Jeffery Goldberg and the Pakistani Ambassador  "The ambassador with the hardest job in Washington is undoubtedly Pakistan's Husain Haqqani," writes The Atlantic's Jeffery Goldberg in Bloomberg, "a skilled and wily diplomat who faces the near-impossible task of representing a country that Washington considers at once a crucial ally and a treacherous adversary." Haqqani's job has grown even more difficult since U.S. Navy SEALs found Osama bin Laden within Pakistan's borders. Some on Capitol Hill increasingly see Pakistan as hostile, and many in Pakistan are turning anti-American, so Haqqani must serve as an interpreter to both countries. "'Because we are a democracy now, the political leadership, while maintaining good relations with the United States, does not want to risk too much politically in terms of speaking out on behalf of this relationship,'" he quotes Haqqani saying. "'So I end up having to do the speaking out for this bilateral relationship.' He paused, then said, 'Which causes issues for me.'" Haqqani has done well diffusing tensions, yet more issues continue to push the two countries to a breaking point. Goldberg finally warns, "There's only so much a single ambassador can do."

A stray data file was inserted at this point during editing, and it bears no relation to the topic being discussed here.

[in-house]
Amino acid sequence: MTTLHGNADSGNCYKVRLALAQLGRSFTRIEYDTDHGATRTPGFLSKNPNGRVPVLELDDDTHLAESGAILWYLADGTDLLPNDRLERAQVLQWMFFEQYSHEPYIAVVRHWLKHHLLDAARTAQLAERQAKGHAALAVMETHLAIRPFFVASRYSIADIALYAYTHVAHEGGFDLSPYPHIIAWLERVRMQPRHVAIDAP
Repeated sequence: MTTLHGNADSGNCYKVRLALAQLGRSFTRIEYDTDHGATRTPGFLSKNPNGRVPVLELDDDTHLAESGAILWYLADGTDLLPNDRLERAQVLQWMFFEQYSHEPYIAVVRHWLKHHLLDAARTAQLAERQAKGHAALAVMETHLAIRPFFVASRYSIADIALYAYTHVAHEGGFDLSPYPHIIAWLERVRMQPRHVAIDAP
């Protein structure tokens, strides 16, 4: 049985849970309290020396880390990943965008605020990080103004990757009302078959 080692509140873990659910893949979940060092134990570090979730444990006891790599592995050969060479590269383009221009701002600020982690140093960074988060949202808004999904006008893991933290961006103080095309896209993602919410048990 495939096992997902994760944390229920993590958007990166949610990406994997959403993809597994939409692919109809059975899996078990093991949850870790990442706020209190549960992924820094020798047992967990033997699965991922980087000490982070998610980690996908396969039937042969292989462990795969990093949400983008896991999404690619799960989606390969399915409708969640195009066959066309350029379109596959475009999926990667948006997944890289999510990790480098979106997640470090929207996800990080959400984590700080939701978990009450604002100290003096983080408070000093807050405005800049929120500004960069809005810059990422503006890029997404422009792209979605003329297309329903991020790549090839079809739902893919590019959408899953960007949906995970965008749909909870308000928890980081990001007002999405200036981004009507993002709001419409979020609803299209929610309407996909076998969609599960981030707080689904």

James Surowiecki on Abolishing the Debt Ceiling  No other democracy, save Denmark, uses a debt ceiling to regulate their spending, and America too should depend solely on congressional approval of the federal budget to control the debt, writes James Surowiecki in The New Yorker. "The only reason we need to lift the debt ceiling, after all, is to pay for spending that Congress has already authorized," Surowiecki writes. "If the debt ceiling isn't raised, we'll face an absurd scenario in which Congress will have ordered the President to execute two laws that are flatly at odds with each other." When the debt ceiling was adopted in 1917, the president had much more unregulated control of federal spending. Now that Congress passes budget resolutions itself, the ceiling has become "an anachronism." Some like the debt ceiling because it acts as a "precommitant device" to ensure against future recklessness. Others like it becuase it forces debate over federal debt into the news cycle. "But it's too strong because its negative consequences (default, higher interest rates, financial turmoil) are disastrously out of proportion to the behavior it's trying to regulate," Surowiecki says. "For the U.S. to default now, when investors are happily lending it money at exceedingly reasonable rates, would be akin to shooting yourself in the head for failing to follow your diet."